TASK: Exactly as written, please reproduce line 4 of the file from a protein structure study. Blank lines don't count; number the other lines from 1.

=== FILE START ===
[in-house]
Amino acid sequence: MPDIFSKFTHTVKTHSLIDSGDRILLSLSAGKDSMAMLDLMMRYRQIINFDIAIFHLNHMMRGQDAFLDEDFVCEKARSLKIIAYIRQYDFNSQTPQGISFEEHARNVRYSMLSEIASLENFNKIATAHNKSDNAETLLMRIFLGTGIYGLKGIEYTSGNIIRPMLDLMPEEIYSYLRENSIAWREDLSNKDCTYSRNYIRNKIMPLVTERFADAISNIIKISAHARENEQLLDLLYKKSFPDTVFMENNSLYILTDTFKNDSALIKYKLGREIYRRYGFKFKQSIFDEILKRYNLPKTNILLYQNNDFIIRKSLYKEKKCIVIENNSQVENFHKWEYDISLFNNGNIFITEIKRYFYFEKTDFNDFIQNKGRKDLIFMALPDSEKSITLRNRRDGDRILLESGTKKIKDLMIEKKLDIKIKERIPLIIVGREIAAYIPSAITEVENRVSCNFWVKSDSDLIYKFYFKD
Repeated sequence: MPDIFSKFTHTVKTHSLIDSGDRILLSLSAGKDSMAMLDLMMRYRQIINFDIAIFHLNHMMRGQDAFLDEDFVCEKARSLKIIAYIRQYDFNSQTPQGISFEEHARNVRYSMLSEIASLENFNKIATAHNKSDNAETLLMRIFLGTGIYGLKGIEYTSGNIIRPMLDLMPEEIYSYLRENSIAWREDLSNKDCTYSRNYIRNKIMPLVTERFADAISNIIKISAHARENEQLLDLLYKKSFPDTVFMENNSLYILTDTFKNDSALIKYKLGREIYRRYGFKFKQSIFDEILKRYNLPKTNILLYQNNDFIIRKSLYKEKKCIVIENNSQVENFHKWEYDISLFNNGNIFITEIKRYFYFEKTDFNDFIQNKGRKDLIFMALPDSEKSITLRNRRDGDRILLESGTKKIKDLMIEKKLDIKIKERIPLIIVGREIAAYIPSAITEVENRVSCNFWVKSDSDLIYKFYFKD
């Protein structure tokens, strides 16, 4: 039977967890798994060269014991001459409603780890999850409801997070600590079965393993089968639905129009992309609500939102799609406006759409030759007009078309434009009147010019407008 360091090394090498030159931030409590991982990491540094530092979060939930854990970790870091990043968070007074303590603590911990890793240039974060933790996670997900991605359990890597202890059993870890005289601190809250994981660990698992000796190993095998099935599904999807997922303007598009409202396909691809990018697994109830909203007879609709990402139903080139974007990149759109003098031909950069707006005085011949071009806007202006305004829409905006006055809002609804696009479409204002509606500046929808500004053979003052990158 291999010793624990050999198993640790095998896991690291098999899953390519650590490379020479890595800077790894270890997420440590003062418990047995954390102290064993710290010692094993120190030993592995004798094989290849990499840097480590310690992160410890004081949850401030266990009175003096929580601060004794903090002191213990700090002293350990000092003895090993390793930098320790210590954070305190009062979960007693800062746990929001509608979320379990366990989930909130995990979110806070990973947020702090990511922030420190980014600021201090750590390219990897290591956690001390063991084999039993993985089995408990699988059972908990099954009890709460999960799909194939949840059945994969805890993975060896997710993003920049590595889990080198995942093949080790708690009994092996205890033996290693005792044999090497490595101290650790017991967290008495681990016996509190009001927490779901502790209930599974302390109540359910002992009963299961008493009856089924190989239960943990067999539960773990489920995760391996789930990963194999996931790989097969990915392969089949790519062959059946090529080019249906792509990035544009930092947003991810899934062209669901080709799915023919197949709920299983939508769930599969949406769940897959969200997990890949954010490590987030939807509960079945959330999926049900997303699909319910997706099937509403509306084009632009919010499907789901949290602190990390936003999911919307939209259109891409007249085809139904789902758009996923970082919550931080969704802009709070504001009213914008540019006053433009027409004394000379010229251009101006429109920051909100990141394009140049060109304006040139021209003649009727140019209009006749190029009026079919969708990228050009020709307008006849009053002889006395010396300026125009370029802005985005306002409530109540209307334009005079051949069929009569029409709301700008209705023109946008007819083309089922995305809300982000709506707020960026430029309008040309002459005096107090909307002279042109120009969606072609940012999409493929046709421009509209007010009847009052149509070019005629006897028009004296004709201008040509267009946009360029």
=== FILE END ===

């Protein structure tokens, strides 16, 4: 039977967890798994060269014991001459409603780890999850409801997070600590079965393993089968639905129009992309609500939102799609406006759409030759007009078309434009009147010019407008 360091090394090498030159931030409590991982990491540094530092979060939930854990970790870091990043968070007074303590603590911990890793240039974060933790996670997900991605359990890597202890059993870890005289601190809250994981660990698992000796190993095998099935599904999807997922303007598009409202396909691809990018697994109830909203007879609709990402139903080139974007990149759109003098031909950069707006005085011949071009806007202006305004829409905006006055809002609804696009479409204002509606500046929808500004053979003052990158 291999010793624990050999198993640790095998896991690291098999899953390519650590490379020479890595800077790894270890997420440590003062418990047995954390102290064993710290010692094993120190030993592995004798094989290849990499840097480590310690992160410890004081949850401030266990009175003096929580601060004794903090002191213990700090002293350990000092003895090993390793930098320790210590954070305190009062979960007693800062746990929001509608979320379990366990989930909130995990979110806070990973947020702090990511922030420190980014600021201090750590390219990897290591956690001390063991084999039993993985089995408990699988059972908990099954009890709460999960799909194939949840059945994969805890993975060896997710993003920049590595889990080198995942093949080790708690009994092996205890033996290693005792044999090497490595101290650790017991967290008495681990016996509190009001927490779901502790209930599974302390109540359910002992009963299961008493009856089924190989239960943990067999539960773990489920995760391996789930990963194999996931790989097969990915392969089949790519062959059946090529080019249906792509990035544009930092947003991810899934062209669901080709799915023919197949709920299983939508769930599969949406769940897959969200997990890949954010490590987030939807509960079945959330999926049900997303699909319910997706099937509403509306084009632009919010499907789901949290602190990390936003999911919307939209259109891409007249085809139904789902758009996923970082919550931080969704802009709070504001009213914008540019006053433009027409004394000379010229251009101006429109920051909100990141394009140049060109304006040139021209003649009727140019209009006749190029009026079919969708990228050009020709307008006849009053002889006395010396300026125009370029802005985005306002409530109540209307334009005079051949069929009569029409709301700008209705023109946008007819083309089922995305809300982000709506707020960026430029309008040309002459005096107090909307002279042109120009969606072609940012999409493929046709421009509209007010009847009052149509070019005629006897028009004296004709201008040509267009946009360029």